Be Helpful – Taking time to engage with others people’s posts, answering their questions and introducing people within your network will help you build essential relationships and trust.
Dan finds that, while it helps to answer relevant HR questions – particularly if he’s tagged by someone who knows him as “the helpful HR guy” – he also gets involved in conversations about other aspects of setting up in business or the contacts he has made. He likes being able to support his network as he appreciates how good it feels when someone makes the effort for him.

Be Consistent – Again, consistency needs to fit your plan and this can change over time. Just because once you were able to join all of Helen’s Live videos, you may not be able to do that now. Think about what you can do to make LinkedIn work for you and do that!
Recognising he’s got busier and been less engaged on LinkedIn, Dan makes a plan. Whenever he’s waiting for the kettle to boil, he’ll spend a couple of minutes seeing what’s happening for his connections on the platform. When he has more time he’ll spend a little longer checking out new connections, but for now, he’ll just make sure he’s there.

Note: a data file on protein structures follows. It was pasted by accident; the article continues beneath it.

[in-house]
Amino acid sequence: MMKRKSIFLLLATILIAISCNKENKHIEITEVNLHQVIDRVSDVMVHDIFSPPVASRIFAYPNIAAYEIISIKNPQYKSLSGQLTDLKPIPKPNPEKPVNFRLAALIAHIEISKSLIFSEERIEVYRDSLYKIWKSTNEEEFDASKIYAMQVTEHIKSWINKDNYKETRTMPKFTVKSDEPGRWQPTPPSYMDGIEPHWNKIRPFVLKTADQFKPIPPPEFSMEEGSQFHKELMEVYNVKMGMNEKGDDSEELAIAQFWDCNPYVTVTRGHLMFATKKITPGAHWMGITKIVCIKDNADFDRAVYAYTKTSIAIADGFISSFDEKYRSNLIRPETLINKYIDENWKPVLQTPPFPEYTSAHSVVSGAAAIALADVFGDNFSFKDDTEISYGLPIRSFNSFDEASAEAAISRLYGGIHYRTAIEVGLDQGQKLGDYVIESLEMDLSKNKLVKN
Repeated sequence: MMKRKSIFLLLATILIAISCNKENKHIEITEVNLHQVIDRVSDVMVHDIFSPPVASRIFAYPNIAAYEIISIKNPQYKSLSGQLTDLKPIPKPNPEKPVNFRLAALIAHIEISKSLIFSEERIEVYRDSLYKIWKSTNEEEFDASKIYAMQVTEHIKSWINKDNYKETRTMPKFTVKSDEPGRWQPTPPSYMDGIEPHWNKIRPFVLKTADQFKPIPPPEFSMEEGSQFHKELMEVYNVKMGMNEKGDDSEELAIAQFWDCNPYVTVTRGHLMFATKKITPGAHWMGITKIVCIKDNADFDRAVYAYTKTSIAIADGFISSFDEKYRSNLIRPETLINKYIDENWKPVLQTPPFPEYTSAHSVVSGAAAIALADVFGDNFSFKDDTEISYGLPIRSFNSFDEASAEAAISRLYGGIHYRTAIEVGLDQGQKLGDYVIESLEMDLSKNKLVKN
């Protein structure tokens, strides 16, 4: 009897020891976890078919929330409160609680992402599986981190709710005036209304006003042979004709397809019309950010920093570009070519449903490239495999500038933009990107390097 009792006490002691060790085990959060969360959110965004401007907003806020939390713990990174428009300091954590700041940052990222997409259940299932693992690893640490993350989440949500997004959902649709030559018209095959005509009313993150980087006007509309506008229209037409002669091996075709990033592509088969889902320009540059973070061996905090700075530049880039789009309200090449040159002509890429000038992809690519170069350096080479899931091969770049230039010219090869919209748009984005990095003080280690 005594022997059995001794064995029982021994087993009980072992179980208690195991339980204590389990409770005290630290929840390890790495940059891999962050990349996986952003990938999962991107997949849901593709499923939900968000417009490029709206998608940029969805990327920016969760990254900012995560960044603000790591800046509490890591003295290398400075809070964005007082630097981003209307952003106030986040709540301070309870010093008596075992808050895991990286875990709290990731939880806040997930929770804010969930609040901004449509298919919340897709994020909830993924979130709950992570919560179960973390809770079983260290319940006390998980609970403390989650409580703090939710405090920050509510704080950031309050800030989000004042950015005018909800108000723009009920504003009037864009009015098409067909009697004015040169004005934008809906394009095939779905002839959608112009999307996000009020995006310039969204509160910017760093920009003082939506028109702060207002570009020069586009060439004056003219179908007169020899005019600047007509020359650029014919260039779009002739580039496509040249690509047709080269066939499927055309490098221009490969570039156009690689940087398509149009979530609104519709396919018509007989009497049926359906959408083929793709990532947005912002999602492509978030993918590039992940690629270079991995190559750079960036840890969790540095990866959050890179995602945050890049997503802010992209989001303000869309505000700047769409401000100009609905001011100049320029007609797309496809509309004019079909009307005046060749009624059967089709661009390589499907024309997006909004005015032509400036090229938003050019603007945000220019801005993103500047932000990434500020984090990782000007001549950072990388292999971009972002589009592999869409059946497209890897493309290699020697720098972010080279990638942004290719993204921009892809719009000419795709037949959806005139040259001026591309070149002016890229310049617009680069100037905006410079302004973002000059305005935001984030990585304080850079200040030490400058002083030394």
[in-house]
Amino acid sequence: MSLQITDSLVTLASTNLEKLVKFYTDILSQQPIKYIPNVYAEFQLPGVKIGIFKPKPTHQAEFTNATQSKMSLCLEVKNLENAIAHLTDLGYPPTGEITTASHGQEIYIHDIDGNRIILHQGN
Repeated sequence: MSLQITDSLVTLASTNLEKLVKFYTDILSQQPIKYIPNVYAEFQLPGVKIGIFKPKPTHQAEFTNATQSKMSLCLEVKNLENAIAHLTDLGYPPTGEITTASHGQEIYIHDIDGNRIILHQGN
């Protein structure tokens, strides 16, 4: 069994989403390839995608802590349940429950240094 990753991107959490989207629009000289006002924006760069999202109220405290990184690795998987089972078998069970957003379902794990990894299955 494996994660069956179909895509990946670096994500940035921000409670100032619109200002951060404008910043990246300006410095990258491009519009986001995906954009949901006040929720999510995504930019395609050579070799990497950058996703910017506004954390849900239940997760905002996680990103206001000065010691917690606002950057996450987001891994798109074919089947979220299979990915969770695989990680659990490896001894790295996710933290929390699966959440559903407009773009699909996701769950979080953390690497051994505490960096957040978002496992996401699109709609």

Be More Dan

Setting up his consultancy business hasn’t always been easy, but Dan has found LinkedIn a useful platform. He’s being seen, meeting new people and having the kind of conversations which are good for his business.

As I said at the start of this post, LinkedIn can be incredibly useful and will work best if you have a plan and know what you want from it.

I hope you’re comfortable with these four steps of your LinkedIn journey – setting up your profile, posting your thought, sharing your informative blogs and engaging with other people.

I also feel it’s important to recognise, however, that throughout this are the constants – Be Yourself, Be Helpful and Be Consistent. Things which should, actually, be constant throughout all your business communications.

If you’re finding not getting what you need from LinkedIn, I’d be happy to talk to you about how you’re using the platform. Why not, get in touch